Some children with spina bifida develop foot and knee deformities caused by an interruption of spinal nerve circuits. Many patients require leg braces, crutches, and other devices to help them walk. They may have learning disabilities, and about 30 percent of children have slight to severe mental retardation, especially if they have chronic hydrocephalus. Chronic bladder infections and kidney problems require lifelong medical attention.

Despite their need for medical attention, children with spina bifida can learn to care for many of their own needs. They often learn to catheterize themselves, for instance, so they can attend regular schools. With proper medical care, a person with spina bifida can live a long and productive life.

Compelling Research

Scientists first hypothesized in the 1950s that diet had something to do with neural tube defects. The incidence of these conditions has always been higher in low socioeconomic populations in which women, presumably, have poorer diets. Also, babies conceived in the winter and early spring are more likely to be born with spina bifida, perhaps caused by a lack of fresh foods in early pregnancy.

In addition, researchers discovered in the 1960s that folic acid deficiency causes birth defects in animals. The nutrient plays an important role in cell division and growth.

But there appear to be factors other than nutrition in the development of spina bifida. Genetics also seems to play a role. People of Northern European and Hungarian ancestry have the highest rates of the disease, and the condition tends to run in families, although not consistently.

In fact, 90 to 95 percent of children with spina bifida are born to women who have no other children or anyone in their family with the defect.

In 1991, a study by British researchers found that women who already had one child with a neural tube defect could reduce by 72 percent the chance of another child being affected if they took high doses of folic acid.

Later studies showed that women with no history of giving birth to children with neural tube defects could reduce their risk by up to 60 to 75 percent if they took dietary supplements of between 0.4 mg and 0.8 mg of folic acid daily. The more folic acid the women took, the less was their chance of having a baby with a neural tube defect. One study also suggested that folate from food alone reduced the risk.

Scientists are in general agreement that folic acid reduces the risk of neural tube defects. What remains to be seen is the effect it will have on the general population if it is added to breads and grains.

Historically, fortification with nutrients has produced good results. The United States has had success in fortifying bread with other B vitamins: riboflavin, niacin and thiamin, for example. Those nutrients were added to bread years ago and have virtually eliminated once common and serious diseases such as pellagra. Those vitamins were added in very small quantities, however. Whether bread fortified with higher doses of folic acid will work the same wonders without ill effects is not easy to determine.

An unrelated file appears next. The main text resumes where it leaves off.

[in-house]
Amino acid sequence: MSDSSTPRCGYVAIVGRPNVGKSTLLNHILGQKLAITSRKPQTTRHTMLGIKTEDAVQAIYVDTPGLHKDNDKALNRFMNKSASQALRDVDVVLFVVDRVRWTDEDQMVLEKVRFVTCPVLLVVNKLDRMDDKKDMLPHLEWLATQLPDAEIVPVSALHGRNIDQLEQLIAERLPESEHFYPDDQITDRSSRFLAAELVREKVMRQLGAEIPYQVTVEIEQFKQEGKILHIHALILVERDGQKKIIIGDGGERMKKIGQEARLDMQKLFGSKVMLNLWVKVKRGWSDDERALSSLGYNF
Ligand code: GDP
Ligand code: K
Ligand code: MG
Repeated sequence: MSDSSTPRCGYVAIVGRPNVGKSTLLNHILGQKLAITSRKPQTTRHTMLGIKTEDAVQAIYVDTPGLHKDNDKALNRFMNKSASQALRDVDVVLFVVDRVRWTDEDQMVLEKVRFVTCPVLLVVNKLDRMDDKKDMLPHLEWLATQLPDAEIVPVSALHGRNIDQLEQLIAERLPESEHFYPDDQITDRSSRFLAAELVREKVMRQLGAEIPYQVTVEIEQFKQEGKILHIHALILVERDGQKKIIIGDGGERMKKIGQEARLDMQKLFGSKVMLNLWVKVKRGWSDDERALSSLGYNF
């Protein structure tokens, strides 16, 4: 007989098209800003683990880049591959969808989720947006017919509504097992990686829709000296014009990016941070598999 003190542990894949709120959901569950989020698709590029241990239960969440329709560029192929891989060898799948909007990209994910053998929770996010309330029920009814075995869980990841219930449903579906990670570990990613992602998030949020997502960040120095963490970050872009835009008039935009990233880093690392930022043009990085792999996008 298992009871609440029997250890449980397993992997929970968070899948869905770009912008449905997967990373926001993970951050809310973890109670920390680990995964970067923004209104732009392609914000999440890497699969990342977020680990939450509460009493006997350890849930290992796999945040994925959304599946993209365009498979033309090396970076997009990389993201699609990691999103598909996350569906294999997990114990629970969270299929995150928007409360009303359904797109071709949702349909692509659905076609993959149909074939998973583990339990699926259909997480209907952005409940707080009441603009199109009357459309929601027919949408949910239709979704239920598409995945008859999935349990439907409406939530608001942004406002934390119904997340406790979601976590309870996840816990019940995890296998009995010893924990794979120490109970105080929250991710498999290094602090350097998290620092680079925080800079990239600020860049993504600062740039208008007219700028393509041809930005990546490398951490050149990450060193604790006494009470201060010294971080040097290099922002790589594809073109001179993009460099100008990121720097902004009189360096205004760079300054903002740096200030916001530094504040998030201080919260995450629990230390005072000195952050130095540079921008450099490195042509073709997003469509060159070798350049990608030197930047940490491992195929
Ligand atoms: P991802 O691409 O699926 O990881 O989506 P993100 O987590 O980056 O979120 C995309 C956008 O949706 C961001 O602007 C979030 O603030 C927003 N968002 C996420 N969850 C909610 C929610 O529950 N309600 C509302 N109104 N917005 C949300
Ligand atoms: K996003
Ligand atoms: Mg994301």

Says FDA's Rader, "As a consumer, what you want is something that's going to be safe and effective, and that's not going to be dangerous, either.

"Fortifying the nation's food supply is not something where someone waves a magic wand and makes it happen. It's a very serious matter," she adds. "People think this is an easy decision, but it's not."


                                    (per 100 g of food-3.5 oz)

dark-green leafy vegetables                  120-160

other vegetables                              40-100

fruits (particularly citrus)                  50-100

beans (legumes)                               50-300

whole grains                                  60-120

breakfast cereals                            100 or 400

Testing for Neural Tube Defects

A number of tests are available to diagnose neural tube defects before a baby is born.

One such test, the maternal serum alpha-fetoprotein (AFP) test, is a blood test for the mother at 16 to 18 weeks into the pregnancy. It was approved by FDA in the early 1980s as a prenatal test for neural tube defects (a second approved use is as an aid for a certain kind of testicular cancer).

The test measures alpha-fetoprotein, a substance produced by the fetus and secreted into the amniotic fluid, eventually entering the mother's blood. As it grows, the baby produces increased amounts of AFP. The level of AFP in mother's blood peaks at about 30 to 32 weeks.

Abnormally high amounts of AFP may indicate a baby has a neural tube defect. But the test is not perfect.

Up to 20 percent of spina bifida cases do not produce high levels of AFP, so the test does not detect them. And when the test does indicate a high level of AFP, a neural tube defect is present only 10 percent of the time. Most commonly,the AFP level is high because the pregnancy is just further along than was thought.

Other possible causes of high AFP values are that the mother is carrying twins or that there is a placental problem. Women with diabetes or liver disease also have elevated AFP levels. Birth defects in the fetus such as kidney and heart problems may produce high AFP levels as well.

If a woman has an elevated AFP test, her doctor will usually give her a second AFP test, followed by ultrasound. If still no explanation for a high AFP value can be found, the physician may perform amniocentesis. In this test, the doctor takes a sample of the amniotic fluid and measures it for AFP levels. The results of these tests together will identify a high percentage of spina bifida cases.

Rebecca D. Williams is a writer in Oak Ridge, Tenn.